HARBOUR GRACE, N.L. - This small community in Newfoundland and Labrador will be draped in red and white on Canada Day in recognition of the country's birthday, but also for hometown hockey hero Dan Cleary.
The powerful Red Wings forward, who learned the game skating in local arenas, is bringing hockey's biggest prize home as the first Newfoundland-born player to have his name engraved on the Stanley Cup.
"To win the Stanley Cup is a life-long dream that has now been fulfilled thanks in part to the overwhelming support I have received from my family, friends and the people of this province," Cleary said in a news release.
"I am so proud of this accomplishment and grateful to all those who taught me along the way."
Older brother Neil was in Pittsburgh on the night the Red Wings - whose team colours are red and white - won the Cup earlier this month.
He says he couldn't be prouder of his younger sibling.
"His dream, his career as a professional hockey player, he's reached a real high, the pinnacle," he said.
"Dan's achieved what others in his profession dream of doing. Not everyone gets to do it. On a professional and personal level, everyone is ecstatic for him."
One of the first people Cleary called after Detroit's championship series win was 72-year-old Dick Power, his first hockey coach.
"This is the one time in your life that you're happy for Danny for all that he's after going through, the ups and the downs, " said Power, who first saw Cleary skate as a six-year-old and mentored him until he left for Kingston, Ont., at the age of 14.
"He could see the ice and read the ice and the determination was there to work hard."
From an early age, Power said you could see that Cleary had talent.
"He could see his players and feed them the puck. You could see the potential. But he didn't like to skate," Power said with a laugh, recalling how Cleary had to sometimes be pushed in speed drills.
Power is looking forward to a visit from Cleary and the hallowed trophy when they arrive in town for celebrations that officials say could draw up to 30,000 people.
Lord Stanley's silverware has been in the province before while on national tour and was even in Labrador earlier this year for a junior tournament.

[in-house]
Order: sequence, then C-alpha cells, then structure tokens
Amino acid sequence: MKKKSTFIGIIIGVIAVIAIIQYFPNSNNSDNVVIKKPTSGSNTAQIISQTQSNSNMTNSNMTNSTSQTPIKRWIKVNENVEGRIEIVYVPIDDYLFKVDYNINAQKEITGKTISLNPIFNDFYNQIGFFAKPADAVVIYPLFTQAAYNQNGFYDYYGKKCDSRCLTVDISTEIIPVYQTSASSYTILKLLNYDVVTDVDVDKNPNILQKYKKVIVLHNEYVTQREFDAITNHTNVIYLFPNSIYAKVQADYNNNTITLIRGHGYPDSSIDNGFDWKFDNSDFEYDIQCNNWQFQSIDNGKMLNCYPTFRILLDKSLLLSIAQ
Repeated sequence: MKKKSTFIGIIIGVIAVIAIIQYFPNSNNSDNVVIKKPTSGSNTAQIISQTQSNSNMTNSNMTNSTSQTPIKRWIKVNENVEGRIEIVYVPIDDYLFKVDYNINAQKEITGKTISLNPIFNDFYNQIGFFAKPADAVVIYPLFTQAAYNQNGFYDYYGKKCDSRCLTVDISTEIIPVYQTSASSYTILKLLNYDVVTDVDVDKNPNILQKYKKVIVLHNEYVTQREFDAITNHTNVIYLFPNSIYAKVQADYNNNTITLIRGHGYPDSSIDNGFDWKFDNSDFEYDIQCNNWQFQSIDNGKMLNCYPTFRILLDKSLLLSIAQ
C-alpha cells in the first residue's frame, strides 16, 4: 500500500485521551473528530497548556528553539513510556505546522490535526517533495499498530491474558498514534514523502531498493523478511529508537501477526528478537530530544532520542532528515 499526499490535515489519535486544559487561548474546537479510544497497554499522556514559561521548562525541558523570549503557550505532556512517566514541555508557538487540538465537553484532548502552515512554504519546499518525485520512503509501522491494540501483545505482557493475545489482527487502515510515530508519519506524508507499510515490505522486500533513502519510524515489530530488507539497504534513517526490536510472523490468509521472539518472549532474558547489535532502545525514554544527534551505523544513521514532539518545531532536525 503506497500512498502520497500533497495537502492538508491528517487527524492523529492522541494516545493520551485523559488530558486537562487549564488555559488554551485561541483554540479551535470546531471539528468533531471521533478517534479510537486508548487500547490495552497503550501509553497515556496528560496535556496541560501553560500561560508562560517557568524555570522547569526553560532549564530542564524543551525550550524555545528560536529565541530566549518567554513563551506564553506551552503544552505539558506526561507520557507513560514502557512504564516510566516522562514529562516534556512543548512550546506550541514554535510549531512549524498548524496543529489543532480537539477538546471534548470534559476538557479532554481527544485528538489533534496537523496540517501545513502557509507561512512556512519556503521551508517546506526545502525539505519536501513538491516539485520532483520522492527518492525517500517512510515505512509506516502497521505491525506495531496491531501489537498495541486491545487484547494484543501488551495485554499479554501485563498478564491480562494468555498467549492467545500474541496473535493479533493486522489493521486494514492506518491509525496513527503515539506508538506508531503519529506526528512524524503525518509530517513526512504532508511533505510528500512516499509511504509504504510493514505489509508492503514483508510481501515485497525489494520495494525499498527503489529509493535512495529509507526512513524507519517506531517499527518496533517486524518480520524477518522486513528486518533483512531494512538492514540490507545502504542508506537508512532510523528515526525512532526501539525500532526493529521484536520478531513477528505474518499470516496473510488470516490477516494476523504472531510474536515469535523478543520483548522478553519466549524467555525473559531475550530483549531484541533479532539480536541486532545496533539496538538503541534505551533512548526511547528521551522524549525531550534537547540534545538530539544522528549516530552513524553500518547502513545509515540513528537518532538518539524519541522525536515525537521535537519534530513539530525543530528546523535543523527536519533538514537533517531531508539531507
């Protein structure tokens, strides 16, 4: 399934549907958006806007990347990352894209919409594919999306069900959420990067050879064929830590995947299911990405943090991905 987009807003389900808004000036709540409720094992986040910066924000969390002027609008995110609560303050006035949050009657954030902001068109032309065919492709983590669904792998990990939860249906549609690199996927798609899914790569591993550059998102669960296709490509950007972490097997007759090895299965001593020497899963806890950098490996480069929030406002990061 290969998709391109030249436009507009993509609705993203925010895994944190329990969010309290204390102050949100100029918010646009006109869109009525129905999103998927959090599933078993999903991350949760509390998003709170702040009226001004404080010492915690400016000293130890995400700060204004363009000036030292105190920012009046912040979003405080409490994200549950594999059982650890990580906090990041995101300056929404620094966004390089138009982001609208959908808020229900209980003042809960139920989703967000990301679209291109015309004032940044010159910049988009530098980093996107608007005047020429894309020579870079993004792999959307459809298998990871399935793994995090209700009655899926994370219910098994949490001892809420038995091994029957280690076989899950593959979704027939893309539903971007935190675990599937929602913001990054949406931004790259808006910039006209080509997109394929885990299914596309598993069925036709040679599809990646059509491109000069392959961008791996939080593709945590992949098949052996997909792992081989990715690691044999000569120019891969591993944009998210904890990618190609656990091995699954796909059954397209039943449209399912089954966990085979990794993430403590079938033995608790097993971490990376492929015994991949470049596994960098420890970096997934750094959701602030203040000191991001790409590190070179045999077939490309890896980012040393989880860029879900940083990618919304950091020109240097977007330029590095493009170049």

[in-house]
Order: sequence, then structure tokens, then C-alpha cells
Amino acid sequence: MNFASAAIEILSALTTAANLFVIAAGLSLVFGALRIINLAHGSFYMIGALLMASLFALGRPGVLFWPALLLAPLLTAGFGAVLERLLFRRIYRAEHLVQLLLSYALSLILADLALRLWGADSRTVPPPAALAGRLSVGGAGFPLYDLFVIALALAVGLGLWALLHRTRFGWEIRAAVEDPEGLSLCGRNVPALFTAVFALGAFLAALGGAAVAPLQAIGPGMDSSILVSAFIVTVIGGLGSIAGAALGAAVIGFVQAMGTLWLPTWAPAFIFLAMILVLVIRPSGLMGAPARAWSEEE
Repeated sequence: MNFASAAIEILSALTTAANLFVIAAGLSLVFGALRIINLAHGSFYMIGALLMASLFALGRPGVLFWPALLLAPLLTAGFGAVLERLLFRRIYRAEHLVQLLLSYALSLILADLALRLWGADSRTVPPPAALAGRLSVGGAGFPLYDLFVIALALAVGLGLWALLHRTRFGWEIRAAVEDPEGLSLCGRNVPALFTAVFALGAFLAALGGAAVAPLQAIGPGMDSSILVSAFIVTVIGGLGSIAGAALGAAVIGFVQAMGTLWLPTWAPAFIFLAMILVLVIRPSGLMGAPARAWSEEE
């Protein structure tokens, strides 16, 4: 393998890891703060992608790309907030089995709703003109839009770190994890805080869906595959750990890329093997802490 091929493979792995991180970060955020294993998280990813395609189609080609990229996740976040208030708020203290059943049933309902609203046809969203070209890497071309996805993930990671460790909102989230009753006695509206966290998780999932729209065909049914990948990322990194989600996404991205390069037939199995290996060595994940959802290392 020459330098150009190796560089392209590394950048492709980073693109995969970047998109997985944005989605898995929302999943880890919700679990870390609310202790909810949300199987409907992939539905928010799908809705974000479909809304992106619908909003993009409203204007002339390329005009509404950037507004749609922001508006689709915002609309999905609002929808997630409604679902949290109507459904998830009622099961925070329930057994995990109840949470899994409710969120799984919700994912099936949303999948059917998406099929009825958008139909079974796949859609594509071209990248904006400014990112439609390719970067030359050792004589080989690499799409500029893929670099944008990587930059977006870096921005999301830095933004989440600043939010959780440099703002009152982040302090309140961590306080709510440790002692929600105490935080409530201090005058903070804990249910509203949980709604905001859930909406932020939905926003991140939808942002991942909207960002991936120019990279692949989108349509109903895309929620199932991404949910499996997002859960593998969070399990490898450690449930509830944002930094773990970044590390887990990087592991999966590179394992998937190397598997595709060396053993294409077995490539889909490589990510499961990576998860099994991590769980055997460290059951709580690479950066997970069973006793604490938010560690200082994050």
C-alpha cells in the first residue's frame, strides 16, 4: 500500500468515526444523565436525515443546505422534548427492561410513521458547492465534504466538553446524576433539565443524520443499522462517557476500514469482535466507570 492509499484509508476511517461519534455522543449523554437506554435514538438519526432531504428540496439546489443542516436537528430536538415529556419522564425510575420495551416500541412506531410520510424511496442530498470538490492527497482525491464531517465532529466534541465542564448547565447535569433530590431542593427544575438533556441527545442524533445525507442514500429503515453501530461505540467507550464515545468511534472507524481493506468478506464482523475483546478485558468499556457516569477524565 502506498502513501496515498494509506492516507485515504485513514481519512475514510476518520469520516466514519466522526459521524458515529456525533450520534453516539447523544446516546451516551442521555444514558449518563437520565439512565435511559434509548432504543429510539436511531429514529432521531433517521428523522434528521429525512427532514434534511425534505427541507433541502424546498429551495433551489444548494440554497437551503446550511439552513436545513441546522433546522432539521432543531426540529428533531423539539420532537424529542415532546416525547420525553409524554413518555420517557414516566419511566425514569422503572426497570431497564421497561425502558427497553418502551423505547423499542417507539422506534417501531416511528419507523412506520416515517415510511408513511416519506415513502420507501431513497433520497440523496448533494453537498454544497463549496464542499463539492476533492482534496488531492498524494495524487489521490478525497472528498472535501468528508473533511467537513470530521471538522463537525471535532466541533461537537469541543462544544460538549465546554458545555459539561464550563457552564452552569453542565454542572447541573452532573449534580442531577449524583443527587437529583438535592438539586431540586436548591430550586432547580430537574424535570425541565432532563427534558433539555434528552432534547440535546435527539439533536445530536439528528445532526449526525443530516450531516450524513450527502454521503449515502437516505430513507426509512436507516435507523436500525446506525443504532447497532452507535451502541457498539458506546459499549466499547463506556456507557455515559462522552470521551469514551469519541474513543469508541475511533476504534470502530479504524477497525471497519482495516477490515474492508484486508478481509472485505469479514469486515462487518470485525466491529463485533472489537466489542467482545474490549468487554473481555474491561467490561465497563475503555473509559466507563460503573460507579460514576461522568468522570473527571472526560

But Harbour Grace Mayor Don Coombs said this time it's going to be the centrepiece of one big hockey party.
"It's crazy. Cup crazy and Canada Day in Harbour Grace. The place has gone mad. The playoffs were quite the run in themselves but this is unreal," said Coombs of the red and white banners, posters and Christmas lights draped over homes and businesses.
During the finals, people in Harbour Grace flocked to the local hockey rink to cheer on their hometown hero.
Now that the Cup is coming to town, Coombs said some Newfoundlanders working in Alberta are even scheduling their vacations around the trophy's visit.
"Friends and work mates who haven't seen each other in 30 years are calling to see if they can stay in local homes," he said.
Cleary, who is already in the province, will meet the cup Monday as it arrives in St. John's and take it to the Janeway Children's hospital in the city before heading home, about an hour's drive away.
Monday night will be spent with extended family and close friends.
The Stanley Cup's schedule in Harbour Grace on Canada Day will involve a motorcade, meetings with minor hockey players and an event expected to attract thousands at a local soccer pitch.
"He's only got the Cup for 48 hours and he wants to share it with everybody," said Coombs.